The one ray of light that can emerge from Japan's tragedy is the realisation that its government young, democratic agenda made institutions more responsive in the aftermath of the tsunami.
From Japan's disaster gloom to a new political order
Rarely - indeed, perhaps not since before World War II - have the Japanese had such good press abroad. Even South Korean newspapers have been full of praise for the self-discipline of ordinary Japanese in dire circumstances. And coming from Koreans, not usually Japan's biggest fans, that is no small thing.
When it comes to Japanese officials, however, matters are a little different. There has been much complaining from foreign observers, aid teams, reporters and government spokesmen about the lack of clarity, not to mention reliability, of official Japanese statements about the various disasters following the massive earthquake that struck northeastern Japan on March 11. Serious problems appeared to be skirted, deliberately hidden or played down.
Worse still, few people had any understanding of who was responsible for what. Sometimes it looked very much as if the Japanese government itself was kept in the dark by officials from the Tokyo Electric Power Company (Tepco), owners of the nuclear power plants that are leaking radiation into land, sea and sky. Prime Minister Naoto Kan had to ask Tepco executives at one point, "What the hell is going on?" If Kan didn't know, how could anyone else?
Indeed, Japan's powerful bureaucrats, normally assumed to know what they are doing, appeared to be as helpless as elected politicians.
Outside Japan, it is widely believed that everything works differently there, owing to the country's exotic culture. This perception is not entirely false.
An important aspect of culture is the use of language. Often Japanese officials' utterances are deliberately vague, to avoid having to take responsibility if things go wrong - a fairly universal trait among the powerful. But some utterances may get lost in translation. When a Japanese official says that he will take something "into serious consideration," he means "no". This is not always properly understood.
In the case of Japan's official response to the earthquake and tsunami-related disasters, however, cultural exoticism is not an adequate explanation. In fact, the Japanese themselves have been as critical as any foreigner, if not more so, of their politicians' apparent haplessness, and of Tepco officials' evasions and obfuscations.
Some people are even leaving the relative safety of Tokyo, having lost trust in the government and Tepco, which has a history of covering up dangerous flaws in its nuclear facilities. An investigation in 2002 revealed that Tepco had submitted false data to the government, concealed accidents and literally hid cracks.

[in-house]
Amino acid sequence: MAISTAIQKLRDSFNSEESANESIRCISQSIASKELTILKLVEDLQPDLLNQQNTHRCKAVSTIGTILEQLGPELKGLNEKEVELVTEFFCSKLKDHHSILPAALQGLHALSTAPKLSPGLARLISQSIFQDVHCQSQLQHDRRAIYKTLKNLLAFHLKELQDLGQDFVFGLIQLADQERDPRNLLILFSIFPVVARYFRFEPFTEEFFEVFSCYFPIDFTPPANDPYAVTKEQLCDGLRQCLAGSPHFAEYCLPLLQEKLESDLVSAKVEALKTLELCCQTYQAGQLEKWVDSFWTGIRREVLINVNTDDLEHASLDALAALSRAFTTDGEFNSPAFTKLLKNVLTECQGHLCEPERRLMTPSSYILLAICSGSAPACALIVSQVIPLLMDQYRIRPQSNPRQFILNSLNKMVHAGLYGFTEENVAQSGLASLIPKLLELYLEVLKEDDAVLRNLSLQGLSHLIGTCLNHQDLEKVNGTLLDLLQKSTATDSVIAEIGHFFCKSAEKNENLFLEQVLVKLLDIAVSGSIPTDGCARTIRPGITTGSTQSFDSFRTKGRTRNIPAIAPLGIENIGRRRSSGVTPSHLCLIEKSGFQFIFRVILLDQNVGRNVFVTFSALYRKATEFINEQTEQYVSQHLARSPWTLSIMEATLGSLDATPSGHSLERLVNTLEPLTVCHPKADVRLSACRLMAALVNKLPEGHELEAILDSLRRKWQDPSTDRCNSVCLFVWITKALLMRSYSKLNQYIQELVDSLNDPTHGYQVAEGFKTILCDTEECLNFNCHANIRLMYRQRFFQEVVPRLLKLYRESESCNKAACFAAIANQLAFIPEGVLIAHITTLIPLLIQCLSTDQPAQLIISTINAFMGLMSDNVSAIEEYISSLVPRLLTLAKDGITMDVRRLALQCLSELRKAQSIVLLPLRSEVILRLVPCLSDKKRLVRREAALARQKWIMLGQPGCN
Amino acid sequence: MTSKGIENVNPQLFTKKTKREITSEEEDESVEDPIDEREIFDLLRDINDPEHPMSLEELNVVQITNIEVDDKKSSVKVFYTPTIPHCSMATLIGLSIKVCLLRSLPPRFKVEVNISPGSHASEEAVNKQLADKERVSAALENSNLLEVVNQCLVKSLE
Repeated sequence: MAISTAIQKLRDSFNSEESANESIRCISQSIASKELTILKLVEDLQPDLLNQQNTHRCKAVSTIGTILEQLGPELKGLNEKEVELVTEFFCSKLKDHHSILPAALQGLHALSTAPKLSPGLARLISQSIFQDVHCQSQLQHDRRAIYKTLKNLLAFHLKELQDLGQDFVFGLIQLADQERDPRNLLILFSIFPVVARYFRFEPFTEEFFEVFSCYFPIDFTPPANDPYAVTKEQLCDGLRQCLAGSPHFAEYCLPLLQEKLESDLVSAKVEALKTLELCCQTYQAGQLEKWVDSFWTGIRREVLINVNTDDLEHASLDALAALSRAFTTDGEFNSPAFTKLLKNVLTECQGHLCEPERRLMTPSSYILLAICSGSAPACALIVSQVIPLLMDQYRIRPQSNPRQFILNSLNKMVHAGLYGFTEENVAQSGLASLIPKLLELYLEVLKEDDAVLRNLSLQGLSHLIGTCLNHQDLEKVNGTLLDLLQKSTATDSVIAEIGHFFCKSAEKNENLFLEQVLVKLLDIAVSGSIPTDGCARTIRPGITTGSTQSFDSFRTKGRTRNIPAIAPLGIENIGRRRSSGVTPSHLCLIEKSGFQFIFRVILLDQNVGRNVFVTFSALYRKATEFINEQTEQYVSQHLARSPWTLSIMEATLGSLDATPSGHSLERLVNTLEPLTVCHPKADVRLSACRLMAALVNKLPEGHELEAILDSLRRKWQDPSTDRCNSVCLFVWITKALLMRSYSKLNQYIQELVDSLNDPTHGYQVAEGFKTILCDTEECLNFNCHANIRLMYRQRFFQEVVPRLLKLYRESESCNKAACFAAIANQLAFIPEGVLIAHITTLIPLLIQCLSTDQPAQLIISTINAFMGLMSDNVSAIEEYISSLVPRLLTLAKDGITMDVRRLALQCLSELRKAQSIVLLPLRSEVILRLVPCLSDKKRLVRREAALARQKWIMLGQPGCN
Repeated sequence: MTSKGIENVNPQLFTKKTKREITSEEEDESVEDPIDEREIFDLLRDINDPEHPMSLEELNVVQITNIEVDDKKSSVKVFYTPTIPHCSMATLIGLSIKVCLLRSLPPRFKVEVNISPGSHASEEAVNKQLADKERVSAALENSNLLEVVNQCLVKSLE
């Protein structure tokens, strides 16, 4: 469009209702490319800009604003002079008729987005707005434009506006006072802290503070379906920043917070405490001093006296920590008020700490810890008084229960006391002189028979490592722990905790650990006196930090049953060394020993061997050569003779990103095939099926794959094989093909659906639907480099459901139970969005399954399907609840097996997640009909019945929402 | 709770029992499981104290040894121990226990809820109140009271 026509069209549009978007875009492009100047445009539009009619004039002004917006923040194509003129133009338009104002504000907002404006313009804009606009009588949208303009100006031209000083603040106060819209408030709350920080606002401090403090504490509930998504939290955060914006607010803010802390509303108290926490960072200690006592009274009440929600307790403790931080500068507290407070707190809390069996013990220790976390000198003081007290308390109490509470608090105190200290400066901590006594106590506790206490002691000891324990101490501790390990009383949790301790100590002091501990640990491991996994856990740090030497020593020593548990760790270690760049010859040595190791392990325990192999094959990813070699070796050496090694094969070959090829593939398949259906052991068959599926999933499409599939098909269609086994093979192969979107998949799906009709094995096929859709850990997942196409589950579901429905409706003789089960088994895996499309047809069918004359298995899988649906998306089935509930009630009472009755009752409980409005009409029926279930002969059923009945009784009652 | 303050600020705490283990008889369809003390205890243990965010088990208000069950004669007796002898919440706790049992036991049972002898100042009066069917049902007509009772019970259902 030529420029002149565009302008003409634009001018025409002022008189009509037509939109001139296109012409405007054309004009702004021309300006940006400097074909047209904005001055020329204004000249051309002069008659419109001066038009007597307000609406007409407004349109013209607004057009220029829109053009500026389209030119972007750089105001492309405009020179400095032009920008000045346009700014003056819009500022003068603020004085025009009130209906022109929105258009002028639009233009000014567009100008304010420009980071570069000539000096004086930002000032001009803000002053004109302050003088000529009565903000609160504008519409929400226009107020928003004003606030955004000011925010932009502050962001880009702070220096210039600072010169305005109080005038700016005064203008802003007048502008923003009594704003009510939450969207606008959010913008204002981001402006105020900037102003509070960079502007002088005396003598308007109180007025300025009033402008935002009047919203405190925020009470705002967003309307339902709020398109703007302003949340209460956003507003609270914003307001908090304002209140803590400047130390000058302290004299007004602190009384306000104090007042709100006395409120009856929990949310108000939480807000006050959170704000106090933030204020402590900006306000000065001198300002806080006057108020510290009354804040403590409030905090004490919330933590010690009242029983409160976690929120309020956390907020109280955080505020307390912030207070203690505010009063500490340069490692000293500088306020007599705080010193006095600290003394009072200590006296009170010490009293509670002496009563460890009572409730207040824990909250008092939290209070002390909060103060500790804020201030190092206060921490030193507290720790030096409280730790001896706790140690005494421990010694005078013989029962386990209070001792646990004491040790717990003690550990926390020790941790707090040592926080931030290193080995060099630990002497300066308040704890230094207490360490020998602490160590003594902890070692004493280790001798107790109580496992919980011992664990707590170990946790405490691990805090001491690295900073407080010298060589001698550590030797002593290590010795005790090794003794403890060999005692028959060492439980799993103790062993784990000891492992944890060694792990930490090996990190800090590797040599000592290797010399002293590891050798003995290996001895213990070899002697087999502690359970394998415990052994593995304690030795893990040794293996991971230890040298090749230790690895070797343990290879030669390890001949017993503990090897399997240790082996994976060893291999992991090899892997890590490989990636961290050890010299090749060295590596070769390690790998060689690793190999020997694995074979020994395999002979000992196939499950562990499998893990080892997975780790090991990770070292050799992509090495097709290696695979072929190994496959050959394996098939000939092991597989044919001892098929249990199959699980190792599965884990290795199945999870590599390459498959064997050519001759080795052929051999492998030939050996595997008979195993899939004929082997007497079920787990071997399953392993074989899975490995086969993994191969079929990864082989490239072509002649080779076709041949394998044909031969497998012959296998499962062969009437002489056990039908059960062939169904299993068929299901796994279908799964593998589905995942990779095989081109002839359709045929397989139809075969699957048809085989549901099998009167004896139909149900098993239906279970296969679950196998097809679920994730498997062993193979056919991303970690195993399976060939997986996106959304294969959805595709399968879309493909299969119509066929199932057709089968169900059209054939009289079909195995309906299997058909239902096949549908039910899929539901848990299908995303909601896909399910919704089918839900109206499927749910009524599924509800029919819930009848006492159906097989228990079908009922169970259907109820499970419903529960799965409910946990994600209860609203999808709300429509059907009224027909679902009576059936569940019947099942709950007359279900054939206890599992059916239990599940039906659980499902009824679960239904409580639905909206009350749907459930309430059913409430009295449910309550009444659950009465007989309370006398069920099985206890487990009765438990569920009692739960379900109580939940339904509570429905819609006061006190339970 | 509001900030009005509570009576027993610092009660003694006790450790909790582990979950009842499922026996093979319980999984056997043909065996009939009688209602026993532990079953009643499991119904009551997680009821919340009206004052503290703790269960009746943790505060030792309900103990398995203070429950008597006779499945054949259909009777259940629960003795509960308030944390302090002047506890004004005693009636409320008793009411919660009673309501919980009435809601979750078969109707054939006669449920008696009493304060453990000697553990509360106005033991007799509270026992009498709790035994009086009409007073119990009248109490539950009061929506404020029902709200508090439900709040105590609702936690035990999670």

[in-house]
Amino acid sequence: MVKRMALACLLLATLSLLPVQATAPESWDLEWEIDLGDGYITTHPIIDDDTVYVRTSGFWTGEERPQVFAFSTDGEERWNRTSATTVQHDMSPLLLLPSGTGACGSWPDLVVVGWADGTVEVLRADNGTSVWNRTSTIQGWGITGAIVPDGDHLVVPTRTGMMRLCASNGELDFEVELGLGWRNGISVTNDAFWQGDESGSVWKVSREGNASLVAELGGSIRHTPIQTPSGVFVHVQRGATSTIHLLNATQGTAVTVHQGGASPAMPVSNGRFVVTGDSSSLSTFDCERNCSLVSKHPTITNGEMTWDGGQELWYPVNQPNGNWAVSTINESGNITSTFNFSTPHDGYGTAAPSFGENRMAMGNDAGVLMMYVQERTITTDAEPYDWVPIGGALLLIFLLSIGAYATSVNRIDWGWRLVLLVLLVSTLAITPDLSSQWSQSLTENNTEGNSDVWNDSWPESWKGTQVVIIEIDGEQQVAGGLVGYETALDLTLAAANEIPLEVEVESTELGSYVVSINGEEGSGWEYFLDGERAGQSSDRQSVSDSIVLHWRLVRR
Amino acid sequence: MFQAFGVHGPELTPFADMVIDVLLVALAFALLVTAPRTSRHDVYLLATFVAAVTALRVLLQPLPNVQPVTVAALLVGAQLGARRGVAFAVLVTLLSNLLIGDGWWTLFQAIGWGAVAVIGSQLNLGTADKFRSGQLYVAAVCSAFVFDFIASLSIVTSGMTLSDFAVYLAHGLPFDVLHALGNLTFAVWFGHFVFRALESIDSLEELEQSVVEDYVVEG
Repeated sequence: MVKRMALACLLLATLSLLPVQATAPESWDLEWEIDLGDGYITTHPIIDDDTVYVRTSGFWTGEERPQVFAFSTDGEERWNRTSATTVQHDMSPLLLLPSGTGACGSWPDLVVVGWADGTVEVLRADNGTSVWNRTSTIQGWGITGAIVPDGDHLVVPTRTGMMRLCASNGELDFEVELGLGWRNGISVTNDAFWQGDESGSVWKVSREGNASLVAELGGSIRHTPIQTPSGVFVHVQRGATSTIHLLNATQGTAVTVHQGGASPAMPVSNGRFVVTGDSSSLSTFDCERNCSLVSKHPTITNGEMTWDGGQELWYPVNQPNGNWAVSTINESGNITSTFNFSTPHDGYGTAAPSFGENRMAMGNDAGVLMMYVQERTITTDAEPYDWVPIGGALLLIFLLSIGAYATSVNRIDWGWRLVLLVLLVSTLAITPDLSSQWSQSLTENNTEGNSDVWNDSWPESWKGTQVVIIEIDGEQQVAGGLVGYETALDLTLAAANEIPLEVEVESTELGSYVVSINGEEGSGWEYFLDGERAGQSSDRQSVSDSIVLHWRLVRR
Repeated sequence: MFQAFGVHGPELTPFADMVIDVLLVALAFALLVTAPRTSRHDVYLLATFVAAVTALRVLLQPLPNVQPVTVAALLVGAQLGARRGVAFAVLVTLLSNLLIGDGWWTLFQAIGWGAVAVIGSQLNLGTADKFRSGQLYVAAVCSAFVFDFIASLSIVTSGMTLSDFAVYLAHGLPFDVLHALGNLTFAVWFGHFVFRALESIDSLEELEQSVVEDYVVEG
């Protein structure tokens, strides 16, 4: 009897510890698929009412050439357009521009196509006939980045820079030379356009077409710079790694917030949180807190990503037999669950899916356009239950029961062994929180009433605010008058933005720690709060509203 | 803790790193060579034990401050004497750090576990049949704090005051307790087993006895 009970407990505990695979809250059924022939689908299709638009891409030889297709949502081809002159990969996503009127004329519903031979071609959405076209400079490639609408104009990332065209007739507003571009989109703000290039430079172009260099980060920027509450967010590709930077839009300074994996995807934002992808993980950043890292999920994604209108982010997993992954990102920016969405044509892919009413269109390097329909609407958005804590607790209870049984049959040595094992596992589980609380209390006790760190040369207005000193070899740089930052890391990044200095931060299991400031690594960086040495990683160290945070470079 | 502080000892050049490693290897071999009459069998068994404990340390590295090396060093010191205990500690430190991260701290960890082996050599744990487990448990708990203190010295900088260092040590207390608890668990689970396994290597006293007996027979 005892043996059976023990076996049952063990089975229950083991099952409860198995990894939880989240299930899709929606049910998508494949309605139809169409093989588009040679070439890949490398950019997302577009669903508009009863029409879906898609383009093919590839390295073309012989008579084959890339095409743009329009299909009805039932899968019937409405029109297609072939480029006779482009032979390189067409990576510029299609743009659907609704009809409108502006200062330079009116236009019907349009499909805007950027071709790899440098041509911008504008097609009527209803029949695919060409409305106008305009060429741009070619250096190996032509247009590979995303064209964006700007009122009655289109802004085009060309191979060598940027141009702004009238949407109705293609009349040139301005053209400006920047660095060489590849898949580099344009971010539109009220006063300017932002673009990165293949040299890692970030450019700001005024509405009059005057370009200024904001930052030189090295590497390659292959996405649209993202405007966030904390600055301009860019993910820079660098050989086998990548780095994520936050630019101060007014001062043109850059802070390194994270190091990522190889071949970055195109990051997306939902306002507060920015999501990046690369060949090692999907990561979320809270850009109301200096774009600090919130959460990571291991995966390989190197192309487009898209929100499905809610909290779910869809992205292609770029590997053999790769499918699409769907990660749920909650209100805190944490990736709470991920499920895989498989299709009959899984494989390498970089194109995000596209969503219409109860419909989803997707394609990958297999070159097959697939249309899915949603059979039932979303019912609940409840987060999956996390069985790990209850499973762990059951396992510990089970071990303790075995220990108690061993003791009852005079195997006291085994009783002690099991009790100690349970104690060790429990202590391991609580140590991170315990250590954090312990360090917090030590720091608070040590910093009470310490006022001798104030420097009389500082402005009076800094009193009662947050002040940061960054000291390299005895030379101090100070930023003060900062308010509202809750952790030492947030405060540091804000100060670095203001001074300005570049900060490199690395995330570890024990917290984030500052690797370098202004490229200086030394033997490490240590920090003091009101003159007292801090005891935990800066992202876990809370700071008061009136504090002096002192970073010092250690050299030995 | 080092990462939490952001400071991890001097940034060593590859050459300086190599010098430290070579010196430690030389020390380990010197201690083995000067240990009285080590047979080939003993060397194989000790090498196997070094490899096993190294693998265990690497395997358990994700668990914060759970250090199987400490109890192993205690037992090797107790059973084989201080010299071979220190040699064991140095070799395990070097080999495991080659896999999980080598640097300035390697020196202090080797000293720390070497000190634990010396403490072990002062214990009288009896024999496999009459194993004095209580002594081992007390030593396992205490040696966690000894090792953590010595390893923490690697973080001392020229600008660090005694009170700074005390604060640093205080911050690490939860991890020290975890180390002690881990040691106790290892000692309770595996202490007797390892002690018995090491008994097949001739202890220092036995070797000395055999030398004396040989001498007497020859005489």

The breakdown of public trust in Japanese officialdom would be worrying were it to lead to a democratic breakdown. But it might also lead to necessary changes. Even though systems of government may have certain traditional components, Japan's problems are systemic, not cultural.
Japanese government was always paternalistic, and the chain of command complex and vague. During the war, the emperor was omnipotent in theory, but relatively powerless in fact. But there was never a dictator, either. Decisions emerged from murky negotiations and hidden rivalries between bureaucrats, imperial courtiers, politicians, and military officials, often pushed this way or that by various domestic and foreign pressures, some of them violent.
The post-war political order, though no longer belligerent, was just as murky, with bureaucrats acting as the puppeteers of underfunded and ill-informed politicians, who operated regional pork-barrel operations together with big business, which in turn worked in cahoots with the bureaucrats. So long as Japan was playing catch-up with the West, and government and industrial resources were concentrated on economic growth, the system worked quite well.
Indeed, it was the envy of many westerners, who were fed up with self-interested lobbying, pesky labour unions and meddling politicians. Such westerners are now often just as enamoured of China's paternalistic - and equally opaque and impenetrable - political system.
But it was this system that produced the problems now associated with Tepco. Tight-knit cliques of bureaucrats and corporate officials made sure that a utility company vital for economic growth would never be hindered by strict regulation or political oversight. The cosy relationships between government officials and the corporate world - and not just in the case of Tepco - was reflected in the large number of retired bureaucrats who took jobs on the boards of companies that they had supposedly regulated.
Many Japanese are aware of these problems, which is why they voted for Mr Kan's Democratic Party of Japan (DPJ) in 2009, breaking the virtual political monopoly exercised for a half-century by the conservative Liberal Democrats. One of the DPJ government's stated goals was to increase the political system's transparency: less hidden authority for bureaucrats, more responsibility for elected politicians.
The aftermath of the earthquake is thus a potential watershed. If Japan's relatively inexperienced government is blamed for everything that goes wrong, people might wish to retreat to the old ways of murky paternalism. If, on the other hand, enough people realise that the old ways are the problem, rather than the solution, democratic reforms will still have a fighting chance. That would cast at least one ray of light on the gloom that envelops Japan today.
Ian Buruma is the author of, among other books, A Japanese Mirror, Inventing Japan, and The Wages of Guilt: Memories of War in Germany and Japan.
© Project Syndicate, 2011